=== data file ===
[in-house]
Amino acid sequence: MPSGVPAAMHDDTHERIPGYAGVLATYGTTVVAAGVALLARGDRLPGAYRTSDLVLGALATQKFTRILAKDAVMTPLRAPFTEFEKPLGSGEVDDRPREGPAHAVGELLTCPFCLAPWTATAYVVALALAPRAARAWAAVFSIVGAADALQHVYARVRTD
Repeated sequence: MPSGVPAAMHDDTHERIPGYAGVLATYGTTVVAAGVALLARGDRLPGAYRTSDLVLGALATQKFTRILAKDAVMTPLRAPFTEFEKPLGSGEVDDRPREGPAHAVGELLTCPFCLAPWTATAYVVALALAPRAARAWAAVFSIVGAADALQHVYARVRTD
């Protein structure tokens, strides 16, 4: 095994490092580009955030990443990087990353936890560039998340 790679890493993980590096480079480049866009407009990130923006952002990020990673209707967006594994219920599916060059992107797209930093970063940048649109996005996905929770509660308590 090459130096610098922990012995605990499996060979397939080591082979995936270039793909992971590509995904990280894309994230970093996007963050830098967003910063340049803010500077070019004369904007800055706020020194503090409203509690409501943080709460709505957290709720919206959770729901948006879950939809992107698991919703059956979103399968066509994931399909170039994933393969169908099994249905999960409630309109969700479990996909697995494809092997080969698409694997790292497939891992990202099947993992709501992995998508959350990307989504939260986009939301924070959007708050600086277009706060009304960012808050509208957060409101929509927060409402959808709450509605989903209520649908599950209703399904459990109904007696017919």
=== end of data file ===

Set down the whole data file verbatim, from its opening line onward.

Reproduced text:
[in-house]
Amino acid sequence: MPSGVPAAMHDDTHERIPGYAGVLATYGTTVVAAGVALLARGDRLPGAYRTSDLVLGALATQKFTRILAKDAVMTPLRAPFTEFEKPLGSGEVDDRPREGPAHAVGELLTCPFCLAPWTATAYVVALALAPRAARAWAAVFSIVGAADALQHVYARVRTD
Repeated sequence: MPSGVPAAMHDDTHERIPGYAGVLATYGTTVVAAGVALLARGDRLPGAYRTSDLVLGALATQKFTRILAKDAVMTPLRAPFTEFEKPLGSGEVDDRPREGPAHAVGELLTCPFCLAPWTATAYVVALALAPRAARAWAAVFSIVGAADALQHVYARVRTD
């Protein structure tokens, strides 16, 4: 095994490092580009955030990443990087990353936890560039998340 790679890493993980590096480079480049866009407009990130923006952002990020990673209707967006594994219920599916060059992107797209930093970063940048649109996005996905929770509660308590 090459130096610098922990012995605990499996060979397939080591082979995936270039793909992971590509995904990280894309994230970093996007963050830098967003910063340049803010500077070019004369904007800055706020020194503090409203509690409501943080709460709505957290709720919206959770729901948006879950939809992107698991919703059956979103399968066509994931399909170039994933393969169908099994249905999960409630309109969700479990996909697995494809092997080969698409694997790292497939891992990202099947993992709501992995998508959350990307989504939260986009939301924070959007708050600086277009706060009304960012808050509208957060409101929509927060409402959808709450509605989903209520649908599950209703399904459990109904007696017919």